Climate change is increasing crop losses and yield variability with impacts for global food security. In this context, conservation agriculture appears as a potential solution to maintain crop productivity, soil fertility and environmental sustainability. Therefore, understanding the combined effects of soil tillage and crop succession over a long period is of primary interest. In this study, we analyzed data from a 50 year long-term field experiment to assess (i) the change of climatic parameters, wheat yield and soil organic carbon (SOC) content; (ii) the combined effects of crop succession (monoculture vs. crop rotation) and soil tillage system (minimum tillage vs. plough) on wheat yield, SOC content and other soil properties at three soil depths (0–10, 10–20 and 20–50 cm); and (iii) the relative contributions of climatic parameters, wheat phenology and agricultural practices on wheat yield variability. Wheat yield was 16% higher in crop rotation compared to monoculture, while soil tillage system had no significant effect on wheat yield during the period 1977–2016. Despite a SOC content decline over time, which was especially marked during the first ten years of the study, SOC content was 7% higher in the minimum tillage treatment compared to the plough treatment, while crop rotation had no significant effect. In 2016, after 50 years of experimentation, both crop succession and soil tillage systems influenced soil properties. Over the 50-year period, the climatic conditions around the heading phase explained 22% of yield variability, while 18% of this variability was explained by crop succession and 6% by the growing degree days until heading stage. In a context of conservation agriculture promotion, our long-term field experiment provides key evidence that the combination of both minimum soil tillage and crop rotation improves soil fertility and crop productivity.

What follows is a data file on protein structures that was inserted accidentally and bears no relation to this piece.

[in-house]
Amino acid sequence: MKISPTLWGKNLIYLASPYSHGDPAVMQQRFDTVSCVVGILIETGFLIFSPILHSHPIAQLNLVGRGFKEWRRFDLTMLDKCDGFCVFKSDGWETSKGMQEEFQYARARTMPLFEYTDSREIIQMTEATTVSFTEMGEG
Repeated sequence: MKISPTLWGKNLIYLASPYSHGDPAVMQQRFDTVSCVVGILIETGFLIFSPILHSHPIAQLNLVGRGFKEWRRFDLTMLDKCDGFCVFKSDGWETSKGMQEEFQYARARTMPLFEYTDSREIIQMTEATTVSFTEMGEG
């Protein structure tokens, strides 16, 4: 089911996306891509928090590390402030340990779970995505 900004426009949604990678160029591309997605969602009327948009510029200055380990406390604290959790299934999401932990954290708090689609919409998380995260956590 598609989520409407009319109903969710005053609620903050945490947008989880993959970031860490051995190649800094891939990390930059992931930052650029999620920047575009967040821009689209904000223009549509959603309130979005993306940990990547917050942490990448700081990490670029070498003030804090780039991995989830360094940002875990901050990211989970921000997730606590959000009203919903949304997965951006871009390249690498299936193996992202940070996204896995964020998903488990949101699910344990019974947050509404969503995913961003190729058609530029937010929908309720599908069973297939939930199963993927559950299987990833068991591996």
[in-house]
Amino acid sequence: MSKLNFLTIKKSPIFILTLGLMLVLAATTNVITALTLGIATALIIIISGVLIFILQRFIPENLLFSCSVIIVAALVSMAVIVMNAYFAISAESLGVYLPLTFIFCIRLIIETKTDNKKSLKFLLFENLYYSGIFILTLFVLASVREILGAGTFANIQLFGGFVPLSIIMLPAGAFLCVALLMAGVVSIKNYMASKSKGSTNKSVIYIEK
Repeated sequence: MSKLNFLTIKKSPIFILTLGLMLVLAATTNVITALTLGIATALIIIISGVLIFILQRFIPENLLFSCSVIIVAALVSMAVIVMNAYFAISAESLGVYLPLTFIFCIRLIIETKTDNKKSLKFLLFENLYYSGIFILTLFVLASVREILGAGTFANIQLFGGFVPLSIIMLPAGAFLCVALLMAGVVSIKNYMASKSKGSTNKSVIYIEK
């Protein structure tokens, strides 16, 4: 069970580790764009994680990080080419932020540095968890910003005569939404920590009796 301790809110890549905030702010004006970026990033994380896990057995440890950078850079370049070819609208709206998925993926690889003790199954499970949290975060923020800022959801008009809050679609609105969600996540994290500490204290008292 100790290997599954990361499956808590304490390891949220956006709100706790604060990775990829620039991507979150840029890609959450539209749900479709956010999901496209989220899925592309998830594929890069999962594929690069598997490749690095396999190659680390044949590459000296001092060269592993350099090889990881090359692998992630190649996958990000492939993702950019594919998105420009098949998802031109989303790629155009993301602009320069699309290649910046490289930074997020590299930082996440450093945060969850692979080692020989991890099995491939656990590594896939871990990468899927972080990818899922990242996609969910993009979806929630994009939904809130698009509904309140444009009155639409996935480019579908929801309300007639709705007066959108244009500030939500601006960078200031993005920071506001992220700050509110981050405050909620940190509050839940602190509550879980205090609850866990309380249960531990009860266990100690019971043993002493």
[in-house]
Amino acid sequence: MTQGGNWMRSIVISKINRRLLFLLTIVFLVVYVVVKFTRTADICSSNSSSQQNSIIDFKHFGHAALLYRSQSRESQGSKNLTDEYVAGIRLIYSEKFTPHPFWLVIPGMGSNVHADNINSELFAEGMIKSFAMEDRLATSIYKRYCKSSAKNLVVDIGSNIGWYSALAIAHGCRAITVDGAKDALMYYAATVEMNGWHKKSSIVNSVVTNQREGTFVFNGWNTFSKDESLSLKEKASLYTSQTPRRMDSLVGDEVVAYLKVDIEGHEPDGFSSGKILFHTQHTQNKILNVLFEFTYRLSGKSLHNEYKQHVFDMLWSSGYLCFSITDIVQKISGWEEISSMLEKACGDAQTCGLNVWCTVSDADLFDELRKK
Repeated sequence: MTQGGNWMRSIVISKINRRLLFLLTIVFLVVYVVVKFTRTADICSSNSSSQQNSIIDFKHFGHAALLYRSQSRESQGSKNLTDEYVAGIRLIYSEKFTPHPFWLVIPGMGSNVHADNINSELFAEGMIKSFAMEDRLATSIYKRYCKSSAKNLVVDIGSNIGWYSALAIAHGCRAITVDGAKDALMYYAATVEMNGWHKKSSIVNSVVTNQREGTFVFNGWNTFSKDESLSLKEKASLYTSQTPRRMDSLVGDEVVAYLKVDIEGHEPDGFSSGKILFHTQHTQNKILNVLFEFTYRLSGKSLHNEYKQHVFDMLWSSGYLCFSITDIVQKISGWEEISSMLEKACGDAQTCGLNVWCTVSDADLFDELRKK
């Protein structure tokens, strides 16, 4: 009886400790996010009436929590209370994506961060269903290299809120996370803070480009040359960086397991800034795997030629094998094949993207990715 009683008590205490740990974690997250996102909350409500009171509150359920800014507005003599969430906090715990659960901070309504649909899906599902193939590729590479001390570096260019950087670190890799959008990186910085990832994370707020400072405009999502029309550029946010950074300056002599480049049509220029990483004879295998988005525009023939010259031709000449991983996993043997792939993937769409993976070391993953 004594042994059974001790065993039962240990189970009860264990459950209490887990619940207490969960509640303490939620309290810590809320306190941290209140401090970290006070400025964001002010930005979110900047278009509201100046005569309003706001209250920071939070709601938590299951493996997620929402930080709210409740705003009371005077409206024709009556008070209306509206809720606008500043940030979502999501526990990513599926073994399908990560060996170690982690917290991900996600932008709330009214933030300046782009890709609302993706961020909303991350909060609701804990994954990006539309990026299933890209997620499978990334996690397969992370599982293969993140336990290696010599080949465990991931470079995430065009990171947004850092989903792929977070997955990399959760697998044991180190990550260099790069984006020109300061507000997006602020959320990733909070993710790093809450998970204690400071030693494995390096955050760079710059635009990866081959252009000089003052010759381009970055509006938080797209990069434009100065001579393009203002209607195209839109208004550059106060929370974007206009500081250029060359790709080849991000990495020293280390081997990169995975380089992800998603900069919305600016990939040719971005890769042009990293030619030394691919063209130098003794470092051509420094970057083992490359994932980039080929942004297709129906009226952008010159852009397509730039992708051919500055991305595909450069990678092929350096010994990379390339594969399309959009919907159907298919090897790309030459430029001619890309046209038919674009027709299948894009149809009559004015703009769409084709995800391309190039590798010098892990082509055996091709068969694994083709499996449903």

de Cárcer, P. S., Sinaj, S., Santonja, M., Fossati, D., & Jeangros, B. (2019). Long-term effects of crop succession, soil tillage and climate on wheat yield and soil properties. Soil and Tillage Research, 190, 209–219. https://doi.org/10.1016/j.still.2019.01.012